Cholestasis Clinical Presentation

Updated: Aug 09, 2017
  • Author: Hisham Nazer, MBBCh, FRCP, DTM&H; Chief Editor: Carmen Cuffari, MD  more...
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Patients with cholestasis may present clinically in many different ways depending on the disease process.

In most cases, scleral icterus is noted before any other sign; it may be apparent at conjugated bilirubin levels as low as 2 mg/dL.

At higher levels of conjugated bilirubin, dark urine may be noted secondary to the filtering of bilirubin into the urine. Cutaneous jaundice may not be noted until bilirubin levels reach 5 mg/dL or higher.

In patients with cholestasis, another common presentation is severe pruritus secondary to elevated bile acids. At high concentrations (5 times the reference range), retained bile acids can cause severe pruritus in which patients are unable to sleep or concentrate and may resort to cutaneous mutilation for relief.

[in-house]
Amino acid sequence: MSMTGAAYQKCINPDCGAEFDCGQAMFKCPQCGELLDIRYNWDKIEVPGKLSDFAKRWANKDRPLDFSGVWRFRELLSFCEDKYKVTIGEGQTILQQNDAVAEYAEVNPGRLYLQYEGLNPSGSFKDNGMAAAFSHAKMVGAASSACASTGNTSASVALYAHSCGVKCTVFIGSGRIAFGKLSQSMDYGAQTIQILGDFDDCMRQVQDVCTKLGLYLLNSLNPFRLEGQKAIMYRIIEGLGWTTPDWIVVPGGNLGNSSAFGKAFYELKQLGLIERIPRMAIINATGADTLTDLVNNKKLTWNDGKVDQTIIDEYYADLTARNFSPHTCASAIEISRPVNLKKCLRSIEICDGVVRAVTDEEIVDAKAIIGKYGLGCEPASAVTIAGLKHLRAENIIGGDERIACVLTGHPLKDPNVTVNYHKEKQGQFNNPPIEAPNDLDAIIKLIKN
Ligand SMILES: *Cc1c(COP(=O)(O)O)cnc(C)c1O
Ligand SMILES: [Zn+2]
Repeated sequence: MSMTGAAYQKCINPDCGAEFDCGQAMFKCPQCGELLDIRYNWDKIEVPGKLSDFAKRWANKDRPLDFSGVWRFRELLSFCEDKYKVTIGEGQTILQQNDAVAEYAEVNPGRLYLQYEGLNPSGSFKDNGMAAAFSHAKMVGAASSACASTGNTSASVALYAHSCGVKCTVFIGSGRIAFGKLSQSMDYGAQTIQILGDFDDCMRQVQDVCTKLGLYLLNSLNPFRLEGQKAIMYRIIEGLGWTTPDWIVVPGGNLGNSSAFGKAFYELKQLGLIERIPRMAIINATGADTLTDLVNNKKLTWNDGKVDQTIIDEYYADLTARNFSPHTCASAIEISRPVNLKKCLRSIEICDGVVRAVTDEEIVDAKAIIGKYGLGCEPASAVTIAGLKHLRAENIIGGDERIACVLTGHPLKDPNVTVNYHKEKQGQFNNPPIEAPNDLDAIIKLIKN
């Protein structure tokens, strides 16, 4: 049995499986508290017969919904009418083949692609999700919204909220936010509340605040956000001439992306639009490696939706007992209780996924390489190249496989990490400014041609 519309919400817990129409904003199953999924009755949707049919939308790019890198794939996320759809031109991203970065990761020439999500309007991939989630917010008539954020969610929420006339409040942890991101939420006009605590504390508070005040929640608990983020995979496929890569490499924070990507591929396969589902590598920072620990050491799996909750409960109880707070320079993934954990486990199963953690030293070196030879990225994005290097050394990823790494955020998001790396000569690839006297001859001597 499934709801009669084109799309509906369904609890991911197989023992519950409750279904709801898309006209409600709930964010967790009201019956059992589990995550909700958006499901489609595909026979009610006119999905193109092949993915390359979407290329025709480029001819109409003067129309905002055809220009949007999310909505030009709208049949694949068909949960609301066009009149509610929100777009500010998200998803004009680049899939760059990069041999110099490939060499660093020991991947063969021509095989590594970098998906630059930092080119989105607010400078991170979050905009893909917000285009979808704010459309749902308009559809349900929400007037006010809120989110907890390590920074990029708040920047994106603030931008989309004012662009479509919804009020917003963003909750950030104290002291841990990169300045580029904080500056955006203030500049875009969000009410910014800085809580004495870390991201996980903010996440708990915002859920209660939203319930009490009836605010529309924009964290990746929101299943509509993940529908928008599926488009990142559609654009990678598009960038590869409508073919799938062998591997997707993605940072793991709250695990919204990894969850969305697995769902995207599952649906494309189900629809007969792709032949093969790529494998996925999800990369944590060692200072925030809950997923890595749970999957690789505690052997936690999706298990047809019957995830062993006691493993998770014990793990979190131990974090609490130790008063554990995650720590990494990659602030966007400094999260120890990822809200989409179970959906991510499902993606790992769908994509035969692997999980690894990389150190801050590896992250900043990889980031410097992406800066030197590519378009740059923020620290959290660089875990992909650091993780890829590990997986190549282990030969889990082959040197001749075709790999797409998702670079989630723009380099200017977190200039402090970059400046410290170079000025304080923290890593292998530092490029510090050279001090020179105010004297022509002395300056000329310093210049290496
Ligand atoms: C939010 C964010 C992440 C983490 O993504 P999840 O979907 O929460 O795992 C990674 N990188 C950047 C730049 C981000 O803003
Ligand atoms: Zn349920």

As noted above, the physical signs of cholestasis are usually scleral icterus or cutaneous jaundice, or both. These patients may have physical evidence of scratching or excoriation if they also have severe bile acid retention.

Xanthomas look like small white papules or plaques and are usually found on the trunk and diaper area and in areas of friction (eg, diaper line, creases of hands, elbows, neck).

Another important physical finding in patients with cholestasis may be evidence of failure to thrive with altered anthropometrics, such as reduced height and reduced weight for height due to fat malabsorption.



Causes include the following: